The principle is this: Yahweh exposes the true nature of our enemies. People flocked to Nineveh to share in her wealth, glamour, prestige and power. She looked so attractive. So Yahweh exposed her real nature. She was despicable! Think now about our greatest enemy that we fight every day. The only reason why we are tempted by sin is that it appears to us as something attractive and desirable. But our Lord is faithful to reveal to us in our in our failures, the true nature of sin. As Ralph Venning’s book title proclaims, God shows us The Sinfulness of Sin. How deceptive, how vile it is!

Here’s an exercise you might find helpful: meditate on Nahum 3:1-7 and think about how this is also a fitting description of sin. You’ll know you’re making progress when you realize that your sin is filth. Then write out a summary of sin’s true nature to remind you when you are tempted.


II. Yahweh teaches us to learn from His work in history (Nahum 3:8-10).               

God teaches us how to draw lessons from history, about how He works. Learn from what happened to Thebes. She trusted in her own ability to protect herself. Yahweh will destroy those who don’t repent of their pride, self-sufficiency and sinful ways. This is a warning against overconfidence.

No-amon was the Jews’ name for Thebes. Amon was the chief god. Thebes was located about 400 miles south of modern Cairo, near ancient Ethiopia. A leading center of Egyptian civilization, it was home to great temples, palaces and sphinxes. God had already said through His prophets that Thebes would fall (Jer 46:25; Ezek 30:14, 16). And so Assyria had conquered them in 663 B.C.

Thebes was located on the eastern bank of the Nile river but its suburbs sprawled across, some being built on islands formed by divided channels. It could literally boast the river as its walls. They had moats, canals and other waterways surrounding the city.  An attacking army would have to cross numerous channels of water to conquer the heart of the city. In ancient times, the Nile was often called “the sea” and it still is called “the sea” today by the locals.

In contrast to Nineveh, Thebes had a good allies on all four sides. Together their resources seemed without limits. But in spite of her strength, allies and strategic location, Thebes still fell. The Assyrians were cruel and hateful in their treatment of the captives. They murdered infants at the head of every street so their captives could watch. They even rounded up the honorable men and cast lots for them to be their slaves. This was designed to further humiliate them.

All of this is the answer to Nahum’s question to Nineveh, “Are you better than Thebes?” Strategically, Thebes had more going for it. Learn from God’s work in history. Forsake pride!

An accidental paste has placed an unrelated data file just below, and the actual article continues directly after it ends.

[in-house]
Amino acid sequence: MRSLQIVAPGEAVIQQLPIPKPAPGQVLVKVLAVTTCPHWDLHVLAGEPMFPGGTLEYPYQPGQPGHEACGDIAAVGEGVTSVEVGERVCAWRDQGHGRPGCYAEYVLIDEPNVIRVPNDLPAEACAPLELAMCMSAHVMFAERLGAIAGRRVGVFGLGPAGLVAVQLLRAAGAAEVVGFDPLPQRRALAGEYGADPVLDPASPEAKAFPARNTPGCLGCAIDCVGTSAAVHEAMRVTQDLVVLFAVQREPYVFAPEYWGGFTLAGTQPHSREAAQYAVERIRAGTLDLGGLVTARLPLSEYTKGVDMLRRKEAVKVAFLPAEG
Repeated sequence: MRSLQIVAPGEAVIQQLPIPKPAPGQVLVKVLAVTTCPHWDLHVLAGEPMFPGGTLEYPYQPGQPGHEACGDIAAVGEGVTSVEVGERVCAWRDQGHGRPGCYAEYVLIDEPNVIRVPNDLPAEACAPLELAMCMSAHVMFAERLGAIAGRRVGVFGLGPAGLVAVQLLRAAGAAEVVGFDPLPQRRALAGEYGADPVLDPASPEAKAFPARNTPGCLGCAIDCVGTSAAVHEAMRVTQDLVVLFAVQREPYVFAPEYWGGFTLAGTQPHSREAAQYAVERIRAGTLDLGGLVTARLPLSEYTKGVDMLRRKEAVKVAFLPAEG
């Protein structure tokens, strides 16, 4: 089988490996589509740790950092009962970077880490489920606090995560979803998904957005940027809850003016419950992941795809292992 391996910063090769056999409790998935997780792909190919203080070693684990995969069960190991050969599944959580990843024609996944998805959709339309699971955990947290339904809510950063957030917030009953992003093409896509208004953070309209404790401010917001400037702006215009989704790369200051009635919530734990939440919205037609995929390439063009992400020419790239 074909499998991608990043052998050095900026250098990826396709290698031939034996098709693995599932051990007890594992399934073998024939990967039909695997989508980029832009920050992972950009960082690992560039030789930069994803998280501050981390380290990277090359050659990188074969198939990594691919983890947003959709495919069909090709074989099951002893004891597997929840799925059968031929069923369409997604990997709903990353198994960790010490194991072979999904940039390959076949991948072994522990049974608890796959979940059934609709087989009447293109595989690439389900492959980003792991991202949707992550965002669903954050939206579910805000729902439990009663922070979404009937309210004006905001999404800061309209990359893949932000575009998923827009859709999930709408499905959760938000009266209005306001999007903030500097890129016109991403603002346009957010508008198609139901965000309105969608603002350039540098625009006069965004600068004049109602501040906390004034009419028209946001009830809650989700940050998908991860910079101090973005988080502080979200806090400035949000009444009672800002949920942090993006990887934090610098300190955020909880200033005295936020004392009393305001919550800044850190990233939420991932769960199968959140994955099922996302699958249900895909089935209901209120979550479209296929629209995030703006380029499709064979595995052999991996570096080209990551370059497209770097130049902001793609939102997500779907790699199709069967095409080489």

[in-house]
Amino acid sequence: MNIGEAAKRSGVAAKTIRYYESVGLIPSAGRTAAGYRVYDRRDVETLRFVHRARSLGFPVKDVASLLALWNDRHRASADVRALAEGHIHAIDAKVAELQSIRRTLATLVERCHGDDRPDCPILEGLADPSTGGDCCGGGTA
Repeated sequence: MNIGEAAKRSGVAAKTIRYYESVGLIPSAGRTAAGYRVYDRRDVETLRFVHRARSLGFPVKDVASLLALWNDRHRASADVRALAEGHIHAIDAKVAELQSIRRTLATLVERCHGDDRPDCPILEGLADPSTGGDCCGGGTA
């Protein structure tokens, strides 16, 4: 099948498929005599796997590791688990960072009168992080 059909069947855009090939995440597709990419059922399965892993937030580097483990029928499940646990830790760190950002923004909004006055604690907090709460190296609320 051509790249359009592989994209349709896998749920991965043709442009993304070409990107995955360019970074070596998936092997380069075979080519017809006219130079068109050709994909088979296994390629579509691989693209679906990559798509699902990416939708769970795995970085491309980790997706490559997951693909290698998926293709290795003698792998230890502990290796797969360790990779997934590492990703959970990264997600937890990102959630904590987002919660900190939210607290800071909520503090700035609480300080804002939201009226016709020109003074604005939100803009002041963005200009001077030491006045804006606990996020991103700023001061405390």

III. Yahweh promises to completely destroy our enemies (Nahum 3:11-19).                        

Nineveh will also fall like Thebes. Nahum gives at least seven ways in which Yahweh will completely dismantle Nineveh. Let’s briefly step through these.

  1. They will lose the benefit of sound judgment (read v. 11a). The Assyrian king gave his soldiers lots of wine. While drunk, they were attacked. They thought they were invincible!
  2. They will search hopelessly for a refuge (read vv. 11b-12). The ferocious Ninevites will rush about frantically, trying to hide. When the figs are ripe, even children could shake them from the trees. The Babylonians reported that the suburbs fell easily into their hands. The eater was eaten!
  3. They will become terrified and lose courage (13a). The men defending the city would become afraid and defenseless. Under the hand of Yahweh, the ferocious lion became a frightened kitten!
  4. They will be struck with disaster (13b-16). Nahum saw in his vision that fire was set upon the gates and their bars. So he calls her to prepare for the siege. They will need an adequate supply of drinking water, extra bricks to repair the walls, and extra troops. But it won’t help. They will be consumed by fire and cut down by the sword. Like grasshoppers, Babylon will consume it all!
  5. They will run like cowards (read v. 17). While it sounds good that Nineveh’s guards and marshals have increased, like cold insects which are warmed by the morning sun, they will flee!
  6. They will collapse as a nation (18). Their leaders (shepherds, nobles) will all be dead (sleeping). Those not captured will be so scattered that they couldn’t be regathered.
  7. Their devastation will bring rejoicing to the nations (19). Nineveh will find that there was no relief for their nation’s breakdown and that their wound is incurable. Those who had been so terrorized by Ninevah would now rejoice in her demise.



Studying this book ought to be a faith-building exercise. You probably don’t think of the Minor Prophets that way. But they are just as profitable to us as any other book of Scripture. My prayer is that we will learn to better trust in God’s faithfulness and to more fully rest in His promises.